Update, 3/11/17: Zac Posen is the latest designer to speak out against the idea of dressing the First Lady.
“[I have] no current plans to dress members of the first family,” he told The Daily Beast. “Right now, I’m staying away from bringing my brand into politics. There are issues that are being questioned that are fundamentally upsetting to me — deeply: LGBT rights, immigration, funding for the arts, Planned Parenthood, and women’s rights. These are just issues that are very close to my heart, and I use my own private voice and funds to fight for them and in support of them. I think it’s important to use your voice. I think that every brand and person has a right to be vocal. … I am very upset with the state of affairs right now. I always try to be optimistic. I think freedom will prevail. And I don’t dictate who buys my clothing in a store.”
Update, 1/2/17: Another major designer has chimed in on the debate of dressing the future First Lady.
Stefano Gabbana took to Instagram last night to happily show off Melania Trump wearing a Dolce & Gabbana dress on New Year’s Eve, a black figure-hugging sleeveless design with an embellished bow on each strap. Gabbana even dubbed her a “DG woman.”
Trump was also seen sporting Dolce & Gabbana in the days leading up to the election, along with looks by Ralph Lauren, Michael Kors and other brands, which she reportedly bought in New York City or online.
Gabbana joins designers like Tommy Hilfiger, Diane Von Furstenberg and Thom Browne, who have expressed that they would dress the future FLOTUS. Others like Sophie Theallet (the first designer to openly speak out on the topic after the election),Marc Jacobs, Tom Ford, Phillip Lim and others have publicly refused.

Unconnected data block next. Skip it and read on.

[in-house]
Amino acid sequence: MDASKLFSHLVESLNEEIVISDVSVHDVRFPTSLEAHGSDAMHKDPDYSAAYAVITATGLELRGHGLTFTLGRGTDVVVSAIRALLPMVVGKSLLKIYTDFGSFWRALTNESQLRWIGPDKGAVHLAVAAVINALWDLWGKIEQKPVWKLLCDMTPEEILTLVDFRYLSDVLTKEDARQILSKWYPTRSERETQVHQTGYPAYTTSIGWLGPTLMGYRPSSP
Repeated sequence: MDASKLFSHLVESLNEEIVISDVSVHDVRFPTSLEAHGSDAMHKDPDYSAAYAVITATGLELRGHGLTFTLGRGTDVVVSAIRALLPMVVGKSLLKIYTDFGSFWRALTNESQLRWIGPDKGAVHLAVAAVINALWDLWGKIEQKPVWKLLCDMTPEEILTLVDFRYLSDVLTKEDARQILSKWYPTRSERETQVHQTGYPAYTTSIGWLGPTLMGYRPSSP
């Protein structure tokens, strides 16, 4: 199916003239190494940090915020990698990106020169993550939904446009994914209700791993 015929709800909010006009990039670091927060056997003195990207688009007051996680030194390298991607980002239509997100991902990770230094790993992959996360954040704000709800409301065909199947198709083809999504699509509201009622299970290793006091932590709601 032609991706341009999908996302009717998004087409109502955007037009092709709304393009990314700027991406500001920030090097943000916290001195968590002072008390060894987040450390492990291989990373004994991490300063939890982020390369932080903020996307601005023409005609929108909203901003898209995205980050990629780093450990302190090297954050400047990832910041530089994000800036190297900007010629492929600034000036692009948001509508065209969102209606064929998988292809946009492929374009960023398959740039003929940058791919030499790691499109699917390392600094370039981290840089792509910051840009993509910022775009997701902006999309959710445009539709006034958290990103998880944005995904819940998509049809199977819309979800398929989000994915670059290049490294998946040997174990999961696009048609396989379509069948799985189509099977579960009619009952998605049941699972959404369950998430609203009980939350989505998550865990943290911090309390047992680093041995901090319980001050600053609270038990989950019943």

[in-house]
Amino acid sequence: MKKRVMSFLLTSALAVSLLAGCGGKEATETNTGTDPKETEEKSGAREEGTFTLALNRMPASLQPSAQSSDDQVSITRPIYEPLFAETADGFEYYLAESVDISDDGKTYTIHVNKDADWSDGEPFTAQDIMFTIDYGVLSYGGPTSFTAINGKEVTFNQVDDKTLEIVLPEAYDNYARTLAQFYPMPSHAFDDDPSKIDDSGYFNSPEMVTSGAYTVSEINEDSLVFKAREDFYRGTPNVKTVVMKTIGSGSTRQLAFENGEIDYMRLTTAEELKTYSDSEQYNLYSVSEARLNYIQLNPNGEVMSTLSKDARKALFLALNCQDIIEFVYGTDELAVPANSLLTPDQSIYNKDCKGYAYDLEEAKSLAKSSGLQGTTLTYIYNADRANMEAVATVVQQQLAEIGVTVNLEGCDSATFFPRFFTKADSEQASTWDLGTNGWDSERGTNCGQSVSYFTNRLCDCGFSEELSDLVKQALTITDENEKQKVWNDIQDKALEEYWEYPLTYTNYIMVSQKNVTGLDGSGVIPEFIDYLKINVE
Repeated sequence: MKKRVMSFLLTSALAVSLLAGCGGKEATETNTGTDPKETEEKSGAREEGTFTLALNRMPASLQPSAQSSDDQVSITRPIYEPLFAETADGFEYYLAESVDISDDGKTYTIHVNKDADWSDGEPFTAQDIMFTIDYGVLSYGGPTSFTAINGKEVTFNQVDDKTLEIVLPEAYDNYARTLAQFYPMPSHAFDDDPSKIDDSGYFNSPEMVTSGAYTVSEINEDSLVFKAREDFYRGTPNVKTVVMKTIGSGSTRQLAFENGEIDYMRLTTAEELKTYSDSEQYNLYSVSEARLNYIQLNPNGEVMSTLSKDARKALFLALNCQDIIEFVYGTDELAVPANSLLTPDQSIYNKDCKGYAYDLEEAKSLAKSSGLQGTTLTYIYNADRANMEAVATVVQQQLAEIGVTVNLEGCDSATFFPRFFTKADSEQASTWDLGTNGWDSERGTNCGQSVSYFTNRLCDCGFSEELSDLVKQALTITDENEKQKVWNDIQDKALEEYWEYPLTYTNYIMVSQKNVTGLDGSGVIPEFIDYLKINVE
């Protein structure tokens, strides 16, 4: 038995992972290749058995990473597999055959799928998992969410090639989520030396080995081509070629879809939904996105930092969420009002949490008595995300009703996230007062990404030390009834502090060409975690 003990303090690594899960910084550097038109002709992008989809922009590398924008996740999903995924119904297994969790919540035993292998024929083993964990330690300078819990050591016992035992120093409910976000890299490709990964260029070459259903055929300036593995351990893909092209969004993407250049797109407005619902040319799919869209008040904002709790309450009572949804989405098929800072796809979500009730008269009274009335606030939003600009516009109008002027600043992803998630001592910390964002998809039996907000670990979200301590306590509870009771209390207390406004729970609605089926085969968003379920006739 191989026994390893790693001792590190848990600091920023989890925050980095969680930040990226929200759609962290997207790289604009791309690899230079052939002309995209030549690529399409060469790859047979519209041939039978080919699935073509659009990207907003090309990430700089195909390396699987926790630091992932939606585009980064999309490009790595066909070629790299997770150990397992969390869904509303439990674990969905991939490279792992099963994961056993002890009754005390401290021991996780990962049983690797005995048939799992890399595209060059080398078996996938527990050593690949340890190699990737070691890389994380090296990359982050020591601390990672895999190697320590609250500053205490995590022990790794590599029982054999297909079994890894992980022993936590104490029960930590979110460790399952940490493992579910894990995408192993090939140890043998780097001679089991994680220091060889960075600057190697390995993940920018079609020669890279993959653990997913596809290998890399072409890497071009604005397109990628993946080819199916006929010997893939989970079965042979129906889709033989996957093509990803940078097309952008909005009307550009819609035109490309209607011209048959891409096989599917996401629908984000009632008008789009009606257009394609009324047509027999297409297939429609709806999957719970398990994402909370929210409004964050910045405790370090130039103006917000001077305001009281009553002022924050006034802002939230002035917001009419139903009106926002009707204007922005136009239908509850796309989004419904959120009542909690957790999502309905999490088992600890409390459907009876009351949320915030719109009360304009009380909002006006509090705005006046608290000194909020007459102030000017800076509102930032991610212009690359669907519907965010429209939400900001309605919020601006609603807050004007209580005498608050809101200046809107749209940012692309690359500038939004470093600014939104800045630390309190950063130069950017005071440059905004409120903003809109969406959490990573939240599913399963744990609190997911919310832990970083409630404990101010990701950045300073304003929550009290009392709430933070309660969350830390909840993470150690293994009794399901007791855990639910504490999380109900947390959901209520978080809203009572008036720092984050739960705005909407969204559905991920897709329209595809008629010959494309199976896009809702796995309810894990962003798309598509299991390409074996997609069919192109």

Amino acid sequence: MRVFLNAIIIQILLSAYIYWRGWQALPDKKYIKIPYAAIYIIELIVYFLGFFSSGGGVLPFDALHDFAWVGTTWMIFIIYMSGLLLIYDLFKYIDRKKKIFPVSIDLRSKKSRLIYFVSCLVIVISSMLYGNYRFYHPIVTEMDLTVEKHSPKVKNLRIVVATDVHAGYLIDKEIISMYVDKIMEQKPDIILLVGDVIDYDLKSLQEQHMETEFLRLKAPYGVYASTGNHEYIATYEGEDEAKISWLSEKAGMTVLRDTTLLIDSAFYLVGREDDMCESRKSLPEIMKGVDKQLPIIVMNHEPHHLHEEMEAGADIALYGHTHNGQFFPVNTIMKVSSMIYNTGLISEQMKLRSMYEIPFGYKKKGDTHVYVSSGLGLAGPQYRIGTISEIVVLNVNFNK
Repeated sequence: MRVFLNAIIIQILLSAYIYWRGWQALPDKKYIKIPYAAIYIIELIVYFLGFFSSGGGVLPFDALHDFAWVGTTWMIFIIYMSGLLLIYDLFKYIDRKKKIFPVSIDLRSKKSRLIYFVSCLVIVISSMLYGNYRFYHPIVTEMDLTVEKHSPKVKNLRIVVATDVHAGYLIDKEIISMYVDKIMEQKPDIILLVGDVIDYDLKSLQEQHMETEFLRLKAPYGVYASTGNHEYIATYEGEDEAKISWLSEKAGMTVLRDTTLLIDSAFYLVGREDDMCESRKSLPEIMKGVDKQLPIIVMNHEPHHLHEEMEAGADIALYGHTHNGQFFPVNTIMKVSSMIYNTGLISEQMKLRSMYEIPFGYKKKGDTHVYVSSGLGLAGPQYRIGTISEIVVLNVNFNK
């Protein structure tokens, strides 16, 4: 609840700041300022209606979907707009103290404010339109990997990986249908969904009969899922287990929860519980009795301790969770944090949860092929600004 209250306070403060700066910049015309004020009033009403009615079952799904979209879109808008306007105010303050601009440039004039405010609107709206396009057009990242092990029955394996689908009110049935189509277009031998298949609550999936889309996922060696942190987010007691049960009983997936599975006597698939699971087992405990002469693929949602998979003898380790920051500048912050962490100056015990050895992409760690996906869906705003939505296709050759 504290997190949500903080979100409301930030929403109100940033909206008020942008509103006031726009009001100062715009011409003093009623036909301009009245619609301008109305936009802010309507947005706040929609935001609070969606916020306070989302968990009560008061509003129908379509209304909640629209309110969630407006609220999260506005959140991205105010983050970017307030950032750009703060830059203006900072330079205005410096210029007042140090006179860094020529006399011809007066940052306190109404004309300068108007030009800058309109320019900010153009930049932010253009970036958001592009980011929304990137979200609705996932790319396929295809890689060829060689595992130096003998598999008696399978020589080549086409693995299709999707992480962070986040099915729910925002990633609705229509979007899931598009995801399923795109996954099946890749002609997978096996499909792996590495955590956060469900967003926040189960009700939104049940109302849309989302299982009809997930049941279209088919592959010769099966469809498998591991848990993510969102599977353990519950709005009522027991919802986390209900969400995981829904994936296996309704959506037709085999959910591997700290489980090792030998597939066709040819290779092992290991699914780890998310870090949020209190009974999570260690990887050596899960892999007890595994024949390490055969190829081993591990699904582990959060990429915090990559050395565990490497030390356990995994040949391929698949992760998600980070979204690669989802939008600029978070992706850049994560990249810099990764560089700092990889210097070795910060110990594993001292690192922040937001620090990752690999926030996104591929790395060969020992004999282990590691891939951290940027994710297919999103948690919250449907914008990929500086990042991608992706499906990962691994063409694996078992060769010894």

Original post, 11/30/16: “Will you dress future First Lady Melania Trump?” seems to be the question of the moment for fashion designers. After the fashion industry as a whole predominantly voiced enthusiastic support for Hillary Clinton throughout the 2016 election, designers are now faced with the possibility of dressing Melania Trump instead—something many designers seem to be conflicted about.
Sophie Theallet was the first designer to take a stance on the issue, releasing an open letter announcing she will not dress the future First Lady and urging other designers to do the same. On the other side of the debate is Tommy Hilfiger, who revealed he would be “proud” to dress both Melania and Ivanka Trump.
Until today, those two designers were the only ones to publicly comment on the topic. This morning, WWD brought more of fashion’s influential voices into the conversation, publishing a piece which posed the question, “Would you dress Melania Trump?” to nine designers, including Marc Jacobs, Thom Browne, Vera Wang and CFDA president Diane von Furstenberg.
Von Furstenberg remained pretty neutral on the subject, saying, “Donald Trump was elected and he will be our president. Melania deserves the respect of any First Lady before her. Our role as part of the fashion industry is to promote beauty, inclusiveness, diversity. We should each be the best we can be and influence by our example.”
But Jacobs didn’t hide his feelings: “I have no interest whatsoever in dressing Melania Trump. I didn’t see [Sophie Theallet’s] letter. Personally, I’d rather put my energy into helping out those who will be hurt by [Donald] Trump and his supporters,” Jacobs told WWD.
Meanwhile, Cynthia Rowley stepped in as a voice of reason, commenting on the entire discussion as a whole: “In the midst of this heated debate, the question actually seems somewhat irrelevant,” she said. “[Melania] can simply purchase whatever she wants, so how can we control it? Just because she’s shown wearing a designer does not mean that designer is endorsing her, her husband or any of their beliefs. Checking someone’s ethical beliefs before they’re allowed to purchase sets up an exclusionary dynamic that feeds into the exact mentality that is preventing us from moving forward in a positive direction.”
By Harper’s Bazaar